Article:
On the radio + September 18, 2018 Zimmerman/Batchelor podcast


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The Batchelor podcast is embedded below the fold in two parts. Meanwhile, I will be on the radio for extended appearances both tonight and tomorrow night. Tonight I make what I think will be my first appearance on Beyond Reality Radio from approximately 12 midnight to 2 am (eastern). Tomorrow I make another one of my long appearances on Coast to Coast from 12 midnight to 2 am (pacific).

Every one of these should be a blast.

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5 comments

  • wayne

    Yo, Mr. Z.:

    092018 – Space Exploration with Bob Zimmerman
    Beyond Reality Radio
    https://youtu.be/0sZPo3jQqu8?t=1465
    (cued to approximately the start time)

  • wayne

    Referencing “when did space exploration begin?”
    I might want to tag it as 1946.

    V2 test, White Sands, 1946
    First film of earth from “space”
    https://youtu.be/962jIlZqYy4
    2:35

    (there are longer versions of this available)

  • wayne

    the 19 minute version (with narration)

    V-2 rocket tests at White Sands
    https://youtu.be/l6aI4fh69rQ
    19:30

    “Initial V-2 assembly efforts produced 25 rockets available for launch. The Army assembled an Upper Atmosphere Research Panel of representative from the Air Material Command, Naval Research Laboratory (NRL), Army Signal Corps, Ballistic Research Laboratory, Applied Physics Laboratory, University of Michigan, Harvard University, Princeton University, and General Electric Company. German rocket scientists of Operation Paperclip arrived at Fort Bliss in January 1946 to assist the V-2 rocket testing program. After a static test firing of a V-2 engine on 15 March 1946, the first V-2 rocket launch from Launch Complex 33 was on 16 April 1946. As the possibilities of the program were realized, GE personnel built new control components to replace deteriorated parts and used replacement parts with salvaged materials to make more than 75 V-2 sounding rockets available for atmospheric and solar investigation at WSMR. Approximately two V-2 launches per month were scheduled from Launch Complex 33 until the supply of V-2 sounding rockets was exhausted; reduced frequency of V-2 sounding rocket investigations from Launch Complex 33 continued until 1952.”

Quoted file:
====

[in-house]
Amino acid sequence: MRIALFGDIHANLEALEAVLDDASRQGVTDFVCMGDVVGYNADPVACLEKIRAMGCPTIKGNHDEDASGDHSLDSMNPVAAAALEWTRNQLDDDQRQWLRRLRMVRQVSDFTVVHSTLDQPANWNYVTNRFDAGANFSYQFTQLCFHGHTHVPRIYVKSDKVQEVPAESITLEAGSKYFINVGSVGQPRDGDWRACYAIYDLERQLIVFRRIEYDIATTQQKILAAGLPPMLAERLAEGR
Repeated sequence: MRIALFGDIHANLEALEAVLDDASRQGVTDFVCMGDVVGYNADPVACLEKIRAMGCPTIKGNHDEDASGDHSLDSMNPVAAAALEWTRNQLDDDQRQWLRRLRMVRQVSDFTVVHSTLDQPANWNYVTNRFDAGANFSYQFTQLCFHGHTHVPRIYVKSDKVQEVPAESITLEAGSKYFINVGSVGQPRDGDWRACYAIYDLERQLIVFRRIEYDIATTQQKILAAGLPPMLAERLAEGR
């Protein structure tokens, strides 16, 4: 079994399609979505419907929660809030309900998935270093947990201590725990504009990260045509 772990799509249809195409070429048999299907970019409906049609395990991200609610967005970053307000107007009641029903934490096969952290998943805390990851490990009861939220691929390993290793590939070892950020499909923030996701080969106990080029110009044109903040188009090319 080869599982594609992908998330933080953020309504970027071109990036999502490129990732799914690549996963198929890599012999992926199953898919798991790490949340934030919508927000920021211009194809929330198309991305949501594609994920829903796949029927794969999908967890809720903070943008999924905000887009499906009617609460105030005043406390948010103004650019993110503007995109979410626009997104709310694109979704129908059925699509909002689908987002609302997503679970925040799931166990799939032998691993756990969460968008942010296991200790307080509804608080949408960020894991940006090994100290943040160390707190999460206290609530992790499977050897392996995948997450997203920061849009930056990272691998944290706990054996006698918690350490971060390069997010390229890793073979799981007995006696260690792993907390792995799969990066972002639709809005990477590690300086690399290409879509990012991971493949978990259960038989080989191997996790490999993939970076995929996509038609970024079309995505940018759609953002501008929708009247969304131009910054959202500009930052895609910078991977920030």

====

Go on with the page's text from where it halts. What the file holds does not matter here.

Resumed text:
“Rockets returning to earth intact created an impact crater about 80 feet (24 m) wide and of similar depth which filled with debris to a depth of about 35 feet (11 m). In an effort to preserve instruments, dynamite was strategically placed within the airframe to be detonated at an elevation of 50 kilometres (31 mi) during downward flight at end of the high-altitude scientific observation interval. These explosives weakened the rocket structure so it would be torn apart by aerodynamic forces as it re-entered the denser lower atmosphere. Terminal velocity of tumbling fragments was reduced by an order of magnitude.”

  • Steve Earle

    Wayne: Fascinating info, thanks.

    “….dynamite was strategically placed within the airframe….”

    Sounds like an episode of Wile E. Coyote vs Roadrunner LOL!

  • wayne

    The dynamite thing’, was a new one on me! (I cannot vouch for it’s accuracy! But it akes perfect sense.

    Another great factoid “300 railcars filled with V-2 rocket parts were shipped to White Sands…”

    Mr. Z., great show! I always expect “aliens, et al” on these type of shows, but I was pleasantly surprised.

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